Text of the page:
Analytics are no stranger in the retail world. As Randall Howard, a consumer products industry solutions marketing manager for IBM Analytics, pointed out, operational and consumer data have long been major factors in the way retailers plan purchasing, stocking, promotions, customer engagement and many other important functions. What's changed in recent years is the amount of data available for analysis, often far more in depth than what was practical just a decade or two ago. Additionally, business intelligence software allows retailers to not only dive deeper into data but conduct more thorough analysis and understand correlation and causation far more efficiently than before.

"Understanding consumer preferences and tendencies is vital for success."

Many dimensions of consumer behavior to consider
The choices and voices of consumers have grown more diverse through the development of mobile devices, e-commerce, social media and other considerations. Understanding consumer preferences and tendencies to make certain decisions on both the broad and individual levels are both vital for continued success, and finding the connections between the general and the specific can give retailers a leg up.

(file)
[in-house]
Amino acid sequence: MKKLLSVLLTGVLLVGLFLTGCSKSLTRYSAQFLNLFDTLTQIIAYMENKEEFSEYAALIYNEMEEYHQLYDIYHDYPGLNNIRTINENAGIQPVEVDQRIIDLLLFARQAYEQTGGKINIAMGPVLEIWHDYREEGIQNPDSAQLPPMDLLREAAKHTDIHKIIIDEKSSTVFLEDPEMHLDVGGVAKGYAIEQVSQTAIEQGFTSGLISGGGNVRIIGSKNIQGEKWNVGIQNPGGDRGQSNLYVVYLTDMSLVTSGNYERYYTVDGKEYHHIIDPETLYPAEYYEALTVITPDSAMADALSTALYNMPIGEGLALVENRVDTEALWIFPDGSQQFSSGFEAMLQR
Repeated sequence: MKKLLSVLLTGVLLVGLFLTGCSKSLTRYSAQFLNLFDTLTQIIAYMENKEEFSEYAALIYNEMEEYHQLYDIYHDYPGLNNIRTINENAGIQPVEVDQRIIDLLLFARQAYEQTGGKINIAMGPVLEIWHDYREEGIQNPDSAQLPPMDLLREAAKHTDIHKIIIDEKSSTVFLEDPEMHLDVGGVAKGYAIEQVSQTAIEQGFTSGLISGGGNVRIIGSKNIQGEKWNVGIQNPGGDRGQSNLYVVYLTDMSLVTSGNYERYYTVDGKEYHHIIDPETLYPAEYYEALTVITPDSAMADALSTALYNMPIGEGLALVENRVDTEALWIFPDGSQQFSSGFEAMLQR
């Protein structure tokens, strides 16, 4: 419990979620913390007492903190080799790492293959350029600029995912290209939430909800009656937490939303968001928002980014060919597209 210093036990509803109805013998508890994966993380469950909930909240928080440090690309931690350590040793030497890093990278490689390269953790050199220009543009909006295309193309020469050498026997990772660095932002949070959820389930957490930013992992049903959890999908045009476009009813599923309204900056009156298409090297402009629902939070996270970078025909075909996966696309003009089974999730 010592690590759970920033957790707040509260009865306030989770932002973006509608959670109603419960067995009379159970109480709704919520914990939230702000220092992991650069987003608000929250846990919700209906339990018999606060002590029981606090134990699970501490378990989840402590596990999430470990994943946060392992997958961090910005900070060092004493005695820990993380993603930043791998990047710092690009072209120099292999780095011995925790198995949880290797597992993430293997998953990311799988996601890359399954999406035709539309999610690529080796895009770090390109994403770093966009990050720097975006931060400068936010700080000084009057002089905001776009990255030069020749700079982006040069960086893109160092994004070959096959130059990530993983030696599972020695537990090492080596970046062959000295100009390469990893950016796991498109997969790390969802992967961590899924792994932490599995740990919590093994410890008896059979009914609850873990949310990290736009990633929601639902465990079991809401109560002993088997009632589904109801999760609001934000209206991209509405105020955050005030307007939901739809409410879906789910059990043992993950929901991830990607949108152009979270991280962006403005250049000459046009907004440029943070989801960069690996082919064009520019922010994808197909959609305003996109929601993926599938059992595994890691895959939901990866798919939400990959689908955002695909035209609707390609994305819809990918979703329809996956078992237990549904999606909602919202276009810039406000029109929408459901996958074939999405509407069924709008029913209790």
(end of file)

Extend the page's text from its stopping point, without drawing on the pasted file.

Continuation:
For example, Howard drew on existing IBM research to show that 71 percent of customers believe smartphones now have an impact on their visits to brick-and-mortar retailers. While this general information is useful for large-scale planning, it can lead to even more effective analysis when businesses understand how that broad statistic influences their customer base specifically. Drilling down deeper into the information and applying it to specific, existing contexts allows retailers to make specific plans related to a number of concepts. According to Howard, these include engaging customers on preferred purchasing channels, offering promotions exclusive to those devices and channels, strategic personalization of experiences and much more. Concerns like stocking and inventory management can also be addressed more effectively with the right business intelligence solutions.

Our work with clothing retailer Patagonia is an example of how businesses can realize major changes through the power of predictive analytics. Patagonia needed to improve its inventory visibility across a number of its sales channels and unify that information for easier review and decision-making. We helped Patagonia streamline its budgeting process and upgrade its business software while crafting a new analytics application that significantly increased visibility into global inventory across the outfitter's wholesale, direct and retail sales channels. 

X